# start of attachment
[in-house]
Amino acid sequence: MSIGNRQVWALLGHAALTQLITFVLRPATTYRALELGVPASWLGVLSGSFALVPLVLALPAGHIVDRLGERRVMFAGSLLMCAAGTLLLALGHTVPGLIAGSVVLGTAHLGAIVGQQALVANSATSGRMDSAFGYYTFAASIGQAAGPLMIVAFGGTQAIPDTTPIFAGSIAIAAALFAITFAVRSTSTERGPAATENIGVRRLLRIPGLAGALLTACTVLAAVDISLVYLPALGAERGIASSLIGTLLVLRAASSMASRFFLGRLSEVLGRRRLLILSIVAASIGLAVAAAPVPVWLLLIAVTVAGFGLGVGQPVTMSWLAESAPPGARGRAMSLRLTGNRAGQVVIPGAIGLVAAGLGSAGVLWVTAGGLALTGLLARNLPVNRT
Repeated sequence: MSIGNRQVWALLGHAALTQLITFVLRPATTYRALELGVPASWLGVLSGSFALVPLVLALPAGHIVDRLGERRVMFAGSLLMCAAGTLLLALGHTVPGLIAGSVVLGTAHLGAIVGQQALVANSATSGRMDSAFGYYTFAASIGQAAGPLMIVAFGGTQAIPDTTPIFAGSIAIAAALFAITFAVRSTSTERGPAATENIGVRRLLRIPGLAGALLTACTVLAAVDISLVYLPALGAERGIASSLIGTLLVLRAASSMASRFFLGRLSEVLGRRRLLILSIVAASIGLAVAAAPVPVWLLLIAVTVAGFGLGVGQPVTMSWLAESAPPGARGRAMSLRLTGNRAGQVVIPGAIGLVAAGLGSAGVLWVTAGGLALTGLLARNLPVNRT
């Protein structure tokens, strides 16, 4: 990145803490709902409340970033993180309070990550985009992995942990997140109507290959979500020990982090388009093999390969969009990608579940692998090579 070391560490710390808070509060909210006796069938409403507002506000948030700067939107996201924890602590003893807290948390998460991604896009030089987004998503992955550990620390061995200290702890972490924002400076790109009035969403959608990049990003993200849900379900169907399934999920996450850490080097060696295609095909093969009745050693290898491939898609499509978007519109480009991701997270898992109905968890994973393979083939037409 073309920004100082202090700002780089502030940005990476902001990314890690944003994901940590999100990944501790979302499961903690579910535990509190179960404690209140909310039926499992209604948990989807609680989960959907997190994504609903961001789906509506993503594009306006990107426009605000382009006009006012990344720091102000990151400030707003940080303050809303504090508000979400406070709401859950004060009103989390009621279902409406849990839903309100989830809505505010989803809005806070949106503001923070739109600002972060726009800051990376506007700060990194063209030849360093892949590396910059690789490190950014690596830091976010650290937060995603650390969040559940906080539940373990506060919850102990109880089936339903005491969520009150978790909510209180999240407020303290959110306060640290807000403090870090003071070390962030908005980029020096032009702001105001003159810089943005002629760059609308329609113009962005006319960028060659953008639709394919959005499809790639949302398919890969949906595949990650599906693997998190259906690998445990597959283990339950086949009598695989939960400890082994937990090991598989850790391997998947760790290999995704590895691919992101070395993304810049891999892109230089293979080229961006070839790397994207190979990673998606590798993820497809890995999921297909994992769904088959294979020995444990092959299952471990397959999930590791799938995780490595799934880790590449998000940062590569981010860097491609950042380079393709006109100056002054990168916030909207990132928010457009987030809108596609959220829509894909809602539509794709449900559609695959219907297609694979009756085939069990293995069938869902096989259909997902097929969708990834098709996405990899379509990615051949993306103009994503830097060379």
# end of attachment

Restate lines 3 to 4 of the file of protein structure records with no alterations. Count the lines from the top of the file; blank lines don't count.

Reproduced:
Repeated sequence: MSIGNRQVWALLGHAALTQLITFVLRPATTYRALELGVPASWLGVLSGSFALVPLVLALPAGHIVDRLGERRVMFAGSLLMCAAGTLLLALGHTVPGLIAGSVVLGTAHLGAIVGQQALVANSATSGRMDSAFGYYTFAASIGQAAGPLMIVAFGGTQAIPDTTPIFAGSIAIAAALFAITFAVRSTSTERGPAATENIGVRRLLRIPGLAGALLTACTVLAAVDISLVYLPALGAERGIASSLIGTLLVLRAASSMASRFFLGRLSEVLGRRRLLILSIVAASIGLAVAAAPVPVWLLLIAVTVAGFGLGVGQPVTMSWLAESAPPGARGRAMSLRLTGNRAGQVVIPGAIGLVAAGLGSAGVLWVTAGGLALTGLLARNLPVNRT
């Protein structure tokens, strides 16, 4: 990145803490709902409340970033993180309070990550985009992995942990997140109507290959979500020990982090388009093999390969969009990608579940692998090579 070391560490710390808070509060909210006796069938409403507002506000948030700067939107996201924890602590003893807290948390998460991604896009030089987004998503992955550990620390061995200290702890972490924002400076790109009035969403959608990049990003993200849900379900169907399934999920996450850490080097060696295609095909093969009745050693290898491939898609499509978007519109480009991701997270898992109905968890994973393979083939037409 073309920004100082202090700002780089502030940005990476902001990314890690944003994901940590999100990944501790979302499961903690579910535990509190179960404690209140909310039926499992209604948990989807609680989960959907997190994504609903961001789906509506993503594009306006990107426009605000382009006009006012990344720091102000990151400030707003940080303050809303504090508000979400406070709401859950004060009103989390009621279902409406849990839903309100989830809505505010989803809005806070949106503001923070739109600002972060726009800051990376506007700060990194063209030849360093892949590396910059690789490190950014690596830091976010650290937060995603650390969040559940906080539940373990506060919850102990109880089936339903005491969520009150978790909510209180999240407020303290959110306060640290807000403090870090003071070390962030908005980029020096032009702001105001003159810089943005002629760059609308329609113009962005006319960028060659953008639709394919959005499809790639949302398919890969949906595949990650599906693997998190259906690998445990597959283990339950086949009598695989939960400890082994937990090991598989850790391997998947760790290999995704590895691919992101070395993304810049891999892109230089293979080229961006070839790397994207190979990673998606590798993820497809890995999921297909994992769904088959294979020995444990092959299952471990397959999930590791799938995780490595799934880790590449998000940062590569981010860097491609950042380079393709006109100056002054990168916030909207990132928010457009987030809108596609959220829509894909809602539509794709449900559609695959219907297609694979009756085939069990293995069938869902096989259909997902097929969708990834098709996405990899379509990615051949993306103009994503830097060379």